Taxonomy and Genetics of Kudu

The scientific classification of Kudus is: Kingdom Animalia, Phylum Chordata, Class Mammalia, Order Artiodactyla, Family Bovidae, Subfamily Bovinae, Genus Tragelaphus [11]. The scientific name of the Lesser Kudu is Tragelaphus imberbis; first described by the English zoologist Edward Blyth in 1869 [11], while Greater Kudu scientific name is Tragelaphus strepsiceros . Males Greater Kudus have 31 chromosomes; females have 32 chromosomes. This discrepancy/ difference is due to a translocation between an autosome and the Ychromosome [12]. While Lesser Kudu has 38 chromosomes in both female and male and is remarkable because of its fusion chromosome, both X and Y-chromosomes have compound fusions, and they are with the same autosome. There is a “pedigree” of possible developments over time. The translocation in both sex chromosomes contrasts with that of many other African ungulates that have only an X/A translocation but possess a normal Y-chromosome. These species thus have different numbers in males and females. Other views of evolutionary relationships, resulting from mtDNA [12].

Ecology and Behavior

The hierarchy among males Kudu is generally determined by physical size age. The same size and age of male kudu involve in infighting contests in which they approach one another slowly, without horns; push back and forth until one hesitate. Commonly, no serious damages result to happen, but remains of animals have been found where the two fighters had locked horns in such a way that they could not be free. Their dominance is quickly and peacefully determined by a lateral display in which one male stands sideways in front of the other and makes himself look as large as possible. If the other Kudu is properly overwhelmed, dominance is formed. Occasionally males form small bachelor groups, but more commonly, they are solitary and widely isolated. Greater Kudus are more dependent on water sources as compared to the Lesser Kudu [3]. The pregnant female Kudu leaves from the group to give birth, departure the newborn lying out for 4 or 5 weeks. The calf then begins to complement its mother for 3 to 4 months. Young Kudu grows quickly and became independent of their mothers at 6 months [1,7]. Their hidden coloring and markings protect Kudus by camouflaging them. If alarmed they usually stand still and are very difficult to spot. Kudus normally restrict their activities to a small home range, but the shortage of food in the dry season may prompt them to travel more widely. Greater Kudus generally feed and drink in the early morning and late afternoon, acquiring water from waterholes or roots and bulbs, which have high water content [9]. They reach sexual maturity ranges 1 to 3 years. The mating season occurs at the end of the rainy season, which may vary slightly according to the place of inhabitant and climate. Before mating, they celebrate a courtship behavior; the male standing in front of the female and often engaging in a neck wrestle. Then male follows the female while issuing a low-pitched call until the female allows him to copulate. Gestation period takes around eight months [8-10]. Greater Kudus tend to bear one calf, though rarely may be two. The calf will wait with the mother to feed it, but later it will become more demanding of milk, and after a few months even aggressive. For the first two weeks, a calf hide where predators cannot find them. For four to five weeks, they journey with the herd only during day time. Males will become self-supporting at 6 months old whereas female around 1 to 2 years. The life span of Greater kudus may up to 20 years in captivity [3,9]. Female Greater Kudus live with six to twenty individuals including their calves. Though males tend to be largely solitary, they sometimes form bachelor herds that consist of 4 to 8 calf males. Rarely will a herd reach up to forty individuals, sometimes may be difficult for large groups. A herd's area can embrace 6.1 km2, and spend an average of 54% of the day foraging for food [3]. The Greater Kudu is similar with Lesser Kudu in group structure, nevertheless, groups are apparently somewhat larger. But their social organization may be similar to the Lesser Kudu, but probably subject to more pronounced seasonal variations in the many parts of the species' range (Figure 3) [10]. Adult males will often fight with other males by intertwining their horns with the other until one of them admits defeat and gives in. In the occasional situation, both males being incapable to free themselves from the other's horns, frequently resulting in the death of both animals. Females may sometimes ward off males by biting them, due to their lack of horns [9].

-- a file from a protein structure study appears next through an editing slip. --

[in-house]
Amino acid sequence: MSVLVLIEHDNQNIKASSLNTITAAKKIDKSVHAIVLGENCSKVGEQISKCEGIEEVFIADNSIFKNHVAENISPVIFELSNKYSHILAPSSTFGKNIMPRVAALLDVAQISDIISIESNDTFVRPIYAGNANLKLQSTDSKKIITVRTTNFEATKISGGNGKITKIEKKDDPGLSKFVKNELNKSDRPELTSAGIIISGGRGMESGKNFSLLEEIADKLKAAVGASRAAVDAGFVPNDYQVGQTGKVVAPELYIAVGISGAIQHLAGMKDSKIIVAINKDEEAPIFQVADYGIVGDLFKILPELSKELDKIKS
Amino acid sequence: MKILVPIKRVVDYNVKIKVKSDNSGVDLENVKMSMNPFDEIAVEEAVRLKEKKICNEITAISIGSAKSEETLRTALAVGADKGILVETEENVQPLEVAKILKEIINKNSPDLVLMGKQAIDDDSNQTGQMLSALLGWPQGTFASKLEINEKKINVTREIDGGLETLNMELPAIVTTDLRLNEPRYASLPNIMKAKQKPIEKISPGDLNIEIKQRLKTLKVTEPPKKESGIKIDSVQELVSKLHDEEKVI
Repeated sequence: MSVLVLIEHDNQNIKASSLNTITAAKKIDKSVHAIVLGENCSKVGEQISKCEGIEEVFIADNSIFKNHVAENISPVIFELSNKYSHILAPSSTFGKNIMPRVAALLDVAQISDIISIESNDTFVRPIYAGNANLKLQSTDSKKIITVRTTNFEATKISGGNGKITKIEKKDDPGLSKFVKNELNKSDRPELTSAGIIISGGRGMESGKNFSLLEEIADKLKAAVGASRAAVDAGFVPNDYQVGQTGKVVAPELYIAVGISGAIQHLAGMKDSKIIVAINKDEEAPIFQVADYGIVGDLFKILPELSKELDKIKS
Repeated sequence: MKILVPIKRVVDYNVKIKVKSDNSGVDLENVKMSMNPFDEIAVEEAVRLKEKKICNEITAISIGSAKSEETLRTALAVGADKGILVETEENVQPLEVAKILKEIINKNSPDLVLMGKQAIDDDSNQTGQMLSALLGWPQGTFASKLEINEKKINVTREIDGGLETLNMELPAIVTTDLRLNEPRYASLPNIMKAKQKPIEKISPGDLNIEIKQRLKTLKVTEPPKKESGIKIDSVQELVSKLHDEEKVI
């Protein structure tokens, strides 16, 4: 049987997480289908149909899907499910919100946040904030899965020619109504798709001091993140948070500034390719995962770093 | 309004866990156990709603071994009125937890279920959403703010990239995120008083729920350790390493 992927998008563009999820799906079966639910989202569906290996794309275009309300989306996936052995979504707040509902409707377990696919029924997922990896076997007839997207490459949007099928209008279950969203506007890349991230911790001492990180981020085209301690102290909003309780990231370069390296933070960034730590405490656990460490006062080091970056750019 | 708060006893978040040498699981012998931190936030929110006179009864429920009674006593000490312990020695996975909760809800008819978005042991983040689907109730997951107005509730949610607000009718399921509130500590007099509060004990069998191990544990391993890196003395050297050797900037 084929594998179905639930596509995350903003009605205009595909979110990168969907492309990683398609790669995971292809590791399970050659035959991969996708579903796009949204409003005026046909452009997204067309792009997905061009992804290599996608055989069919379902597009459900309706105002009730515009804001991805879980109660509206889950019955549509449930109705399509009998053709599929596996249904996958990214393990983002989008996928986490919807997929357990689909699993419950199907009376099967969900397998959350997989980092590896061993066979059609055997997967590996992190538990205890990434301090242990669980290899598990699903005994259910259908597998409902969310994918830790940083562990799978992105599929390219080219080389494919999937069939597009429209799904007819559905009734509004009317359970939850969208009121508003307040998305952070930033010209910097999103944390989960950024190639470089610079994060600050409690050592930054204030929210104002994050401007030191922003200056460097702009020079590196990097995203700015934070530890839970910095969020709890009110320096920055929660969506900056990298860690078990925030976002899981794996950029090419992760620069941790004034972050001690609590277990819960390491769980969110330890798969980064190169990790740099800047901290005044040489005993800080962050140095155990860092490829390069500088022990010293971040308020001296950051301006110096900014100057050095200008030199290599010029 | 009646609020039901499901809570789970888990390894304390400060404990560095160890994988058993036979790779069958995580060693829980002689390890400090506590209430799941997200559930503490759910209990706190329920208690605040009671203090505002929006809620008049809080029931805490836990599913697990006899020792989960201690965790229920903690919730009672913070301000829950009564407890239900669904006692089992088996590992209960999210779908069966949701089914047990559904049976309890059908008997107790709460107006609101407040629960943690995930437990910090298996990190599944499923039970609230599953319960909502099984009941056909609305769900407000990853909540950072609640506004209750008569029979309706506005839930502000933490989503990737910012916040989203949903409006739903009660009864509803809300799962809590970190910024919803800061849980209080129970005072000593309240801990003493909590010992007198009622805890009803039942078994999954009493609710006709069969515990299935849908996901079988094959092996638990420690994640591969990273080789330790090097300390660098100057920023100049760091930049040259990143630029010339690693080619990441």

Figure 3: Group size of Greater Kudu.